The director of Miralab is yet another Canadian, Prof. Nadia Magnenat Thalmann, also from Montreal. Unlike others interviewed for this story, Thalmann would be happy to see a virtual Marilyn Monroe and other screen favourites star in new movies. But she would limit the cloning to stars already judged to be immortal by moviegoers. The topic will be amongst the many discussions at a virtual reality conference Miralab is hosting this fall.
"Stars are legends, and we can simulate them as they are, always beautiful," Thalmann said. "Let us dream."
The dream of reborn legends is already here, as far as marketers are concerned. This month, the late martial arts movie star Bruce Lee comes to life as the virtual star of a Microsoft Xbox game called Bruce Lee: Quest Of The Dragon, a rare example of a male synthespian at work.
A more practical use for the technology, Thalmann said, is for museum exhibits, like the one Miralab is currently developing for Pompeii, the ancient Roman city swallowed by volcanic ash and lava in the year 79 A.D. Miralab is creating virtual citizens for a Pompeii multimedia presentation, allowing visitors to see what a typical day looked like before a catastrophic eruption consigned the town to history.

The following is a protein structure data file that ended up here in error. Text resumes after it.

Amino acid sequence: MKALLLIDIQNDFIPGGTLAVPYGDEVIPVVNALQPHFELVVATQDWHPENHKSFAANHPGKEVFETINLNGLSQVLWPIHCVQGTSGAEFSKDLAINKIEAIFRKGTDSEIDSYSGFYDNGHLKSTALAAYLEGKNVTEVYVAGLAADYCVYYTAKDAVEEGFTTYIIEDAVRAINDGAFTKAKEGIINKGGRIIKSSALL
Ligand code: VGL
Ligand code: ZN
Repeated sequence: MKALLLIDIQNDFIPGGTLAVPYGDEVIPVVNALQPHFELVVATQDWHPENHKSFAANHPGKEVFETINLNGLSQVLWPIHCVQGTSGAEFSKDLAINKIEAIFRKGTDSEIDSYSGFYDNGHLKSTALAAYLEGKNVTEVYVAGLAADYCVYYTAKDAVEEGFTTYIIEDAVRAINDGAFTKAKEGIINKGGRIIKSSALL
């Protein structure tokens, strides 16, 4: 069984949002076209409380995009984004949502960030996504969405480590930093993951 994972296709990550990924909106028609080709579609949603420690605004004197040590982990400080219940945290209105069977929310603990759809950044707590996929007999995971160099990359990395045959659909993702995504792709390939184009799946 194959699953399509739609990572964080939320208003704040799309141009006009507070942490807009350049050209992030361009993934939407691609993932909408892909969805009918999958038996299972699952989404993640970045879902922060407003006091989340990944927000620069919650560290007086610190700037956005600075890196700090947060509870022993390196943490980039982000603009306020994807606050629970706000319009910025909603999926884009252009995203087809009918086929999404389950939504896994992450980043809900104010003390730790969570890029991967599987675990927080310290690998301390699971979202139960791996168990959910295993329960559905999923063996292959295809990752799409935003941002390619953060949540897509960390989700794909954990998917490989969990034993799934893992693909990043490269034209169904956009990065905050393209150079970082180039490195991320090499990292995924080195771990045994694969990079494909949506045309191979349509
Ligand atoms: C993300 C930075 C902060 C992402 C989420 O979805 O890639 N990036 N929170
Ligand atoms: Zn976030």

Robichaud's Digital Marlene is also doing tourism duty. She's currently on display in Berlin, giving come-hither looks at a Dietrich museum.
It may still be some time before synthespians and cloning are as accepted in the movies as they are in other aspects of pop culture. But Wiedemann is convinced it's only a matter of time, and he sounds like an old-style Hollywood director in his enthusiasm for the idea.
"People want to laugh, they want to cry, and they want to be happy," he said. "If this will be a way to achieve those things, it will be successful for sure."